In a sunny lab at the Massachusetts Institute of Technology, two starfish fought over their prey. Overlapping arms pinned a hunk of thawing cocktail shrimp against the side of the tank. Thousands of suction cups rippled furiously against the glass as each echinoderm struggled to inch the prize toward its own maw.
The physicist Nikta Fakhri looked on with a grin. Not many physicists keep ocean life in their labs, but Fakhri has learned to care for starfish nearly as well as a marine biologist would. And now she’s expanding her menagerie; when a reporter visited recently, a couple of tanks awaited the imminent arrival of sea urchins.
Fakhri has turned to echinoderms in the hope of answering an age-old question: What is life? Or, in one modern formulation: How do the microscopic operations of proteins and cells add up to a clash between hungry starfish?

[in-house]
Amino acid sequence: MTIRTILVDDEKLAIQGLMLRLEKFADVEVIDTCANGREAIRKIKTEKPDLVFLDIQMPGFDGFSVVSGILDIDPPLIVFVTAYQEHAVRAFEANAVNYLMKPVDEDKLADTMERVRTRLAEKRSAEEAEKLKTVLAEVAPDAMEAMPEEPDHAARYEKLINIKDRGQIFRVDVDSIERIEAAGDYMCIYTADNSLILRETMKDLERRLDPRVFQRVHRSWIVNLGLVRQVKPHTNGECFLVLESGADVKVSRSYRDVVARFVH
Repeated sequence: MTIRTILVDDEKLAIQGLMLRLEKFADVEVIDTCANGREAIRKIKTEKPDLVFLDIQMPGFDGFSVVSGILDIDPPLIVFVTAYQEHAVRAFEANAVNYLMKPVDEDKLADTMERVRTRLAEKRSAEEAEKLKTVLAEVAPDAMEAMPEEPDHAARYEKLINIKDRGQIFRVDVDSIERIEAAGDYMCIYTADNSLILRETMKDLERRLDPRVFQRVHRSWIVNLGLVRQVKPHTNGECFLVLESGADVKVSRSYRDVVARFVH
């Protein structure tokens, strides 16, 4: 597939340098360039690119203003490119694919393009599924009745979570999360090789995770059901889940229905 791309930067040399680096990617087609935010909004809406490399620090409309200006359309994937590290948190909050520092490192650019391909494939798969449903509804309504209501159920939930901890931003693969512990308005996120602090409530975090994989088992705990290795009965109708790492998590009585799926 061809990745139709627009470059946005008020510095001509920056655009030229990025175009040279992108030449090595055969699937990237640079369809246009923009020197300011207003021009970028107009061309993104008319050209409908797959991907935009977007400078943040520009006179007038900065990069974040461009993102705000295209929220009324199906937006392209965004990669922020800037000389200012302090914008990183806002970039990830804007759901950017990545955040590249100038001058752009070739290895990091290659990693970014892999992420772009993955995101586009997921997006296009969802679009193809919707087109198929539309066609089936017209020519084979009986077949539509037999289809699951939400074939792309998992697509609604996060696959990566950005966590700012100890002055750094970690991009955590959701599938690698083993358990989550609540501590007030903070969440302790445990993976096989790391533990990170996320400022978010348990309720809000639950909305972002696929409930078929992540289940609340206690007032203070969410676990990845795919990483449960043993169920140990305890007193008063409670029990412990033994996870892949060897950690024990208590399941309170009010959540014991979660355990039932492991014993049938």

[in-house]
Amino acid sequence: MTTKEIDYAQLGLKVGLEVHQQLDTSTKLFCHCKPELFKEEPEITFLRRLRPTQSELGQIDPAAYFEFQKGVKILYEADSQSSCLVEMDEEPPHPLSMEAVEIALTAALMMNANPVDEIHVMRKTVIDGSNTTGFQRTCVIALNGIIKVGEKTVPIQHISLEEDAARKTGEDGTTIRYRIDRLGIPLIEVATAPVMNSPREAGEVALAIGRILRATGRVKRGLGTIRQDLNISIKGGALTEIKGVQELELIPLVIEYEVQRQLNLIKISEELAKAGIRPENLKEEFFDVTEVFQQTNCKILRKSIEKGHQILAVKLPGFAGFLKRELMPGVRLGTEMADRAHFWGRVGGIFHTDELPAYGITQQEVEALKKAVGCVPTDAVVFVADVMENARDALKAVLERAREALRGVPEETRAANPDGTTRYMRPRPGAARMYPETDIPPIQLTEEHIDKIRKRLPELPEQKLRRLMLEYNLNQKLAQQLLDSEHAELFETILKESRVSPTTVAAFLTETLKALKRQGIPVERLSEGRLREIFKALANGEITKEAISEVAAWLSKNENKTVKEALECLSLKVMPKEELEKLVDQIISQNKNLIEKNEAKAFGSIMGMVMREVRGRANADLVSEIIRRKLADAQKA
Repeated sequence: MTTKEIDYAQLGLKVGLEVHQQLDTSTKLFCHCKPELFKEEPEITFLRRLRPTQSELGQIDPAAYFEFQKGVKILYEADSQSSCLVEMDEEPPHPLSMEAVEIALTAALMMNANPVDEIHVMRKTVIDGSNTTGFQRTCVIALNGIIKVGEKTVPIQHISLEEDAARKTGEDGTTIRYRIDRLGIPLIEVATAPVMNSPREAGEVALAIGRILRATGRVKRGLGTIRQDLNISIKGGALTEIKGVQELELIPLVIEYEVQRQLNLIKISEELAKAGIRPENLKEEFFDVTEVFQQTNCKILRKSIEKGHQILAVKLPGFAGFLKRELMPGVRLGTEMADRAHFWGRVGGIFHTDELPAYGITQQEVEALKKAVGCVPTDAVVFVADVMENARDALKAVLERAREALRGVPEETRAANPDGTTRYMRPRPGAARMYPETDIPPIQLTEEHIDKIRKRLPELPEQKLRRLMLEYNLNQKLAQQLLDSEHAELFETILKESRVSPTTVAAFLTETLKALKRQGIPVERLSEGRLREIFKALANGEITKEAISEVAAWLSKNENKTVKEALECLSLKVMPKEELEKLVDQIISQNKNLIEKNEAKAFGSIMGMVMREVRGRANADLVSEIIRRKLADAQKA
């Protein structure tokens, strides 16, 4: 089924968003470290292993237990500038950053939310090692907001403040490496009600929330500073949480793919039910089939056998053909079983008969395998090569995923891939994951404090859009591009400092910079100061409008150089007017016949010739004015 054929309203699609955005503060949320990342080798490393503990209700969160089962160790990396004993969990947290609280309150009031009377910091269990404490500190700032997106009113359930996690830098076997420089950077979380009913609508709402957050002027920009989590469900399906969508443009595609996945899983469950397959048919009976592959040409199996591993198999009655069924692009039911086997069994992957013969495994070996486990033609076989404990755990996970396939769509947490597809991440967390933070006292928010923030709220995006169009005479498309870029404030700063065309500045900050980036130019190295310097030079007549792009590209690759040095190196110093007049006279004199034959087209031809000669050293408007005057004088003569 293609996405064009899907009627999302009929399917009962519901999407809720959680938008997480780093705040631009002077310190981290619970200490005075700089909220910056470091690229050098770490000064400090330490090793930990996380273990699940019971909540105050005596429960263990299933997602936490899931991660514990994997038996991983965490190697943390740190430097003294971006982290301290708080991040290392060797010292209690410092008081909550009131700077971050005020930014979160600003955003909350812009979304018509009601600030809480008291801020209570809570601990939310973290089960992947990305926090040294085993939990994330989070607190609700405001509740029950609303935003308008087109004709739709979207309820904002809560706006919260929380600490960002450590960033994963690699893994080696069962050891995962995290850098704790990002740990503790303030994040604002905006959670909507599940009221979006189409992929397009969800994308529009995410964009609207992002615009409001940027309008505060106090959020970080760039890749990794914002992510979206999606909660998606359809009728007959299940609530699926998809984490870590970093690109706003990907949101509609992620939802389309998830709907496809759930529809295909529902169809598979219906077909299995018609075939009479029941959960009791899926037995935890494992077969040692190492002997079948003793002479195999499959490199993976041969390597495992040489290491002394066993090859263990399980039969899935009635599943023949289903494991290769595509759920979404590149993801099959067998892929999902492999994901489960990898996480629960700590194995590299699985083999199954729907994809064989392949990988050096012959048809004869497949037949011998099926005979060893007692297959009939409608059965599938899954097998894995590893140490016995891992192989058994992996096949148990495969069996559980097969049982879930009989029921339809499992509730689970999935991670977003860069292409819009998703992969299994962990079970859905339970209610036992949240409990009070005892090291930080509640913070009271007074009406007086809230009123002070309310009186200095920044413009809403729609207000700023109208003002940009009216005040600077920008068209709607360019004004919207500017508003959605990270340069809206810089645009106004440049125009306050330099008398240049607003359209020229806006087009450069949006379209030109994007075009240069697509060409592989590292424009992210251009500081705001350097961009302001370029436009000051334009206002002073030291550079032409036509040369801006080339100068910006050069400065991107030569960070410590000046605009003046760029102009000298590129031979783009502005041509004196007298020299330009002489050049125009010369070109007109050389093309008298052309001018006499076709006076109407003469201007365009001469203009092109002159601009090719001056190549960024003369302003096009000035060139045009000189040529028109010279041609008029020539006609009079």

In the quest to understand how the turning of biological gears produces the unspeakably complex business of living, Fakhri found it natural to turn to physics — a field that’s adept at linking microscopic and macroscopic phenomena. Physicists have learned that temperature emerges from the motions of molecules, magnetism from the orientations of atoms, and superconductivity from the pairing up of electrons. Perhaps life, too, can be elegantly described as a property that can emerge under the right circumstances.
But which circumstances? [Continue reading…]